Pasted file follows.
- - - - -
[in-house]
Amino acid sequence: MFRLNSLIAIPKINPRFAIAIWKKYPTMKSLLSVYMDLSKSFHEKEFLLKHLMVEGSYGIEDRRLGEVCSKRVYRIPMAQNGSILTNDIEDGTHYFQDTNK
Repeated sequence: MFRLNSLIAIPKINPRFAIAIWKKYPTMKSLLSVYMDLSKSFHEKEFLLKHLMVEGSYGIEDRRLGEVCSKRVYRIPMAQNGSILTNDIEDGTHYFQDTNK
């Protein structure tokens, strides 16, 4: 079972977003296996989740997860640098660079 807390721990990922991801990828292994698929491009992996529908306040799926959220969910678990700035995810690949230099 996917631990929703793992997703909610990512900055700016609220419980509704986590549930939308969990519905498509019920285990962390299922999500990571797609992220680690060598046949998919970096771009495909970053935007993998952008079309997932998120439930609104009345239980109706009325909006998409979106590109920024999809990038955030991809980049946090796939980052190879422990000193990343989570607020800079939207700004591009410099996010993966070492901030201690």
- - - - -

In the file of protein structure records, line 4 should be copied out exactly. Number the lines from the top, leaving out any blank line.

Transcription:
């Protein structure tokens, strides 16, 4: 079972977003296996989740997860640098660079 807390721990990922991801990828292994698929491009992996529908306040799926959220969910678990700035995810690949230099 996917631990929703793992997703909610990512900055700016609220419980509704986590549930939308969990519905498509019920285990962390299922999500990571797609992220680690060598046949998919970096771009495909970053935007993998952008079309997932998120439930609104009345239980109706009325909006998409979106590109920024999809990038955030991809980049946090796939980052190879422990000193990343989570607020800079939207700004591009410099996010993966070492901030201690």